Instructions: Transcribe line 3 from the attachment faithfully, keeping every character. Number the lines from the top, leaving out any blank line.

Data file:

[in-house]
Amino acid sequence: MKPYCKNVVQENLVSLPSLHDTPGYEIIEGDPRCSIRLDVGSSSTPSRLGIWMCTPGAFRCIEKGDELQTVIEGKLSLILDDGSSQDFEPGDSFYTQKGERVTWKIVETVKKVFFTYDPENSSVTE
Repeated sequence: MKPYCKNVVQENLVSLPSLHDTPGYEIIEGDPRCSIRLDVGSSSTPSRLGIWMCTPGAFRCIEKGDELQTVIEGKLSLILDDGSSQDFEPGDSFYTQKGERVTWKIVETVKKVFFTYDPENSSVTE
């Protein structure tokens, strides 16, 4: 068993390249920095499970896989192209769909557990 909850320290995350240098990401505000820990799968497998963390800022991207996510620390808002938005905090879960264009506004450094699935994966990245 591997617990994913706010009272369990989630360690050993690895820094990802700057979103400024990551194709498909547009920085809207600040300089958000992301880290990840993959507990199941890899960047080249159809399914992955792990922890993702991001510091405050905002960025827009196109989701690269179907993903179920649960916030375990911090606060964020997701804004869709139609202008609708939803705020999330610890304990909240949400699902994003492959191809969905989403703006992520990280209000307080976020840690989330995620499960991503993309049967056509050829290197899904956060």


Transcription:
Repeated sequence: MKPYCKNVVQENLVSLPSLHDTPGYEIIEGDPRCSIRLDVGSSSTPSRLGIWMCTPGAFRCIEKGDELQTVIEGKLSLILDDGSSQDFEPGDSFYTQKGERVTWKIVETVKKVFFTYDPENSSVTE